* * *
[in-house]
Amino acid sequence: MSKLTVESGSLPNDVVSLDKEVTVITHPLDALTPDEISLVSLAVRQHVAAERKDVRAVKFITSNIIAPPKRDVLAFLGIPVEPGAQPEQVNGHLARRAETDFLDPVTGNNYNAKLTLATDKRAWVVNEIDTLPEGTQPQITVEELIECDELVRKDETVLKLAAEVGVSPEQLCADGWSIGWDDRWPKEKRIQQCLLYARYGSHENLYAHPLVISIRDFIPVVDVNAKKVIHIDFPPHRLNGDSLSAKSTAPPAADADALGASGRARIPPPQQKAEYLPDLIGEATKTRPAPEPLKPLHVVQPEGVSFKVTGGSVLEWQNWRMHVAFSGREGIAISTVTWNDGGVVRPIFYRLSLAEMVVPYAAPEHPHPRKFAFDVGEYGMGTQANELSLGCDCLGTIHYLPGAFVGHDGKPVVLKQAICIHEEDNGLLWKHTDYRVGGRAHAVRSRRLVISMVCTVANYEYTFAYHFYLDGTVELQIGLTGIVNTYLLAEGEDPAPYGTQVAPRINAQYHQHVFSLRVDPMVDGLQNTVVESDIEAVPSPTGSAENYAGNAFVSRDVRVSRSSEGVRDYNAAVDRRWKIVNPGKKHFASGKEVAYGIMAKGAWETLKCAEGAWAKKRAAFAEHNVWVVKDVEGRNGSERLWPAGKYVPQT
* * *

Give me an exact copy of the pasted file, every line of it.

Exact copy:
[in-house]
Amino acid sequence: MSKLTVESGSLPNDVVSLDKEVTVITHPLDALTPDEISLVSLAVRQHVAAERKDVRAVKFITSNIIAPPKRDVLAFLGIPVEPGAQPEQVNGHLARRAETDFLDPVTGNNYNAKLTLATDKRAWVVNEIDTLPEGTQPQITVEELIECDELVRKDETVLKLAAEVGVSPEQLCADGWSIGWDDRWPKEKRIQQCLLYARYGSHENLYAHPLVISIRDFIPVVDVNAKKVIHIDFPPHRLNGDSLSAKSTAPPAADADALGASGRARIPPPQQKAEYLPDLIGEATKTRPAPEPLKPLHVVQPEGVSFKVTGGSVLEWQNWRMHVAFSGREGIAISTVTWNDGGVVRPIFYRLSLAEMVVPYAAPEHPHPRKFAFDVGEYGMGTQANELSLGCDCLGTIHYLPGAFVGHDGKPVVLKQAICIHEEDNGLLWKHTDYRVGGRAHAVRSRRLVISMVCTVANYEYTFAYHFYLDGTVELQIGLTGIVNTYLLAEGEDPAPYGTQVAPRINAQYHQHVFSLRVDPMVDGLQNTVVESDIEAVPSPTGSAENYAGNAFVSRDVRVSRSSEGVRDYNAAVDRRWKIVNPGKKHFASGKEVAYGIMAKGAWETLKCAEGAWAKKRAAFAEHNVWVVKDVEGRNGSERLWPAGKYVPQT